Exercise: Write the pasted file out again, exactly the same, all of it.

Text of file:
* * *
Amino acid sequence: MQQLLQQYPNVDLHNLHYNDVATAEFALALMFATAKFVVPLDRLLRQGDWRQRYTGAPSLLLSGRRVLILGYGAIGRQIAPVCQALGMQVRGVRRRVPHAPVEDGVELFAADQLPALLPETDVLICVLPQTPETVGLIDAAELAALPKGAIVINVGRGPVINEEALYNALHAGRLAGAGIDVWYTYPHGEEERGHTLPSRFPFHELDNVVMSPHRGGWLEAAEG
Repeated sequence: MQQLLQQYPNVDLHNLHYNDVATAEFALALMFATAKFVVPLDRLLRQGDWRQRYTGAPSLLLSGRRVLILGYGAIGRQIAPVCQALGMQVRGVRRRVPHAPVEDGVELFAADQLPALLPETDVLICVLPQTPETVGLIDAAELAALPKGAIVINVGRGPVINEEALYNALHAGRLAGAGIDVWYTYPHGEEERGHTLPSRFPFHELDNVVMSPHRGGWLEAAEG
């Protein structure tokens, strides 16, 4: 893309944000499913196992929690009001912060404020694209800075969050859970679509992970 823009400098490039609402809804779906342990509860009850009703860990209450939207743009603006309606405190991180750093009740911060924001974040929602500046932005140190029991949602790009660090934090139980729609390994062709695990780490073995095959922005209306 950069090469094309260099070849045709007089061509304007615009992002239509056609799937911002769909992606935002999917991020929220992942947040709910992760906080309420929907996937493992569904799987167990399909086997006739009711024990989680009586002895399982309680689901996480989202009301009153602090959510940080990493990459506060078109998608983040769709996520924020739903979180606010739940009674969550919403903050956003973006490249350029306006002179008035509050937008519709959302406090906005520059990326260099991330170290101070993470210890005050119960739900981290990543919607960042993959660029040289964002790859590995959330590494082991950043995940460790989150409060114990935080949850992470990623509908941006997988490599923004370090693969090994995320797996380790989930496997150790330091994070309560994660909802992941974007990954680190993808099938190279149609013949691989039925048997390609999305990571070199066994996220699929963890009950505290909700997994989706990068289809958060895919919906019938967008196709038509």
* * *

Amino acid sequence: MQQLLQQYPNVDLHNLHYNDVATAEFALALMFATAKFVVPLDRLLRQGDWRQRYTGAPSLLLSGRRVLILGYGAIGRQIAPVCQALGMQVRGVRRRVPHAPVEDGVELFAADQLPALLPETDVLICVLPQTPETVGLIDAAELAALPKGAIVINVGRGPVINEEALYNALHAGRLAGAGIDVWYTYPHGEEERGHTLPSRFPFHELDNVVMSPHRGGWLEAAEG
Repeated sequence: MQQLLQQYPNVDLHNLHYNDVATAEFALALMFATAKFVVPLDRLLRQGDWRQRYTGAPSLLLSGRRVLILGYGAIGRQIAPVCQALGMQVRGVRRRVPHAPVEDGVELFAADQLPALLPETDVLICVLPQTPETVGLIDAAELAALPKGAIVINVGRGPVINEEALYNALHAGRLAGAGIDVWYTYPHGEEERGHTLPSRFPFHELDNVVMSPHRGGWLEAAEG
């Protein structure tokens, strides 16, 4: 893309944000499913196992929690009001912060404020694209800075969050859970679509992970 823009400098490039609402809804779906342990509860009850009703860990209450939207743009603006309606405190991180750093009740911060924001974040929602500046932005140190029991949602790009660090934090139980729609390994062709695990780490073995095959922005209306 950069090469094309260099070849045709007089061509304007615009992002239509056609799937911002769909992606935002999917991020929220992942947040709910992760906080309420929907996937493992569904799987167990399909086997006739009711024990989680009586002895399982309680689901996480989202009301009153602090959510940080990493990459506060078109998608983040769709996520924020739903979180606010739940009674969550919403903050956003973006490249350029306006002179008035509050937008519709959302406090906005520059990326260099991330170290101070993470210890005050119960739900981290990543919607960042993959660029040289964002790859590995959330590494082991950043995940460790989150409060114990935080949850992470990623509908941006997988490599923004370090693969090994995320797996380790989930496997150790330091994070309560994660909802992941974007990954680190993808099938190279149609013949691989039925048997390609999305990571070199066994996220699929963890009950505290909700997994989706990068289809958060895919919906019938967008196709038509």